As we shared in a previous post, the back-to-school transition can bring additional stress for families impacted by intimate partner violence. Back-to-school is traditionally an exciting time, but for parents and kids in the midst of a family crisis, returning to the classroom can add an additional layer of complication and stress to their lives.
About 1 in 15 children (or an average of two per classroom) is exposed to domestic violence in their home. Harmed parents often have to consider whether an abuser can access the child or survivor en route to school or at a bus stop; address confusion and sadness from a child who may love and miss the offending parent, and whether to mitigate safety concerns by disclosing details about the abusive relationship to the school and/or the child.
If you’re an educator or fellow parent, look for signs in students that may indicate challenges at home, including sudden changes in a child’s behavior, demeanor, or hygiene; the child not wanting to return home, and changes in academic progress/achievement. Additionally, if a parent leaves a dangerous relationship and has nowhere to go, children may become homeless. Those living in the Center for Women and Families’ shelter take a bus that’s known as “the bus for kids who live in homeless shelters,” which can affect their self-esteem and relationships.
Children impacted by intimate partner violence may also demonstrate some of the following behaviors:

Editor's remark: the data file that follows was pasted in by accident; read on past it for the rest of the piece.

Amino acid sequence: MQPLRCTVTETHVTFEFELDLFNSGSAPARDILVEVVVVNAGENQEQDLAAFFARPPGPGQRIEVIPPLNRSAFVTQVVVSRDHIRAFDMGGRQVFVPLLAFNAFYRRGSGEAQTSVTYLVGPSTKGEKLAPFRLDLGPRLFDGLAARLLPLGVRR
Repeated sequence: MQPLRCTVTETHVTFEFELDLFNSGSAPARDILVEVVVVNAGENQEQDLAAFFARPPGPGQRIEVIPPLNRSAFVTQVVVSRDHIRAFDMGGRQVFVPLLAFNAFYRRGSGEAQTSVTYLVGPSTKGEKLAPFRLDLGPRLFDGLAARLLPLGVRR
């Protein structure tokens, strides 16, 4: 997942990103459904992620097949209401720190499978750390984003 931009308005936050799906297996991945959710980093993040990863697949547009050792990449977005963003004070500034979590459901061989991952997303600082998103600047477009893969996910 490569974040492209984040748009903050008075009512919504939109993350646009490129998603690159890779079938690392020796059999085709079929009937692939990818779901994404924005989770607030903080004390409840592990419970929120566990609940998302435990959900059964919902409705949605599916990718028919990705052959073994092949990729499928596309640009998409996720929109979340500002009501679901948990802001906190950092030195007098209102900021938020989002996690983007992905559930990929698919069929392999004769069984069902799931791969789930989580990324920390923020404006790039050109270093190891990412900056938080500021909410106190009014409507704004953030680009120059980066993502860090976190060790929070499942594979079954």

• Fighting/mimicking violence they’ve witnessed
• Sexually inappropriate behavior harmful to self or others
• Being bullied or bullying others
• Falling asleep in class
• Any act that will keep them from going to school or being in the classroom
To reach families and provide proactive support, the Center for Women and Families team attends back-to-school events, trunk-or-treats, and other tabling events; partners with high schools to provide information on domestic violence and healthy relationships; provides training for the ESL Intake Center for JCPS, and offers support groups for parents in Latinx and communities of color on how domestic violence and sexual assault affects children in the home.
You can help, too!
• Volunteer with the Center’s kids in shelter.
• Provide 1:1 time, facilitate small group activities, or help with homework.
• Be the safe space a child needs to share what is happening at home.
• Children going through these situations are living in instability; you can help provide structure to improve their psychological safety.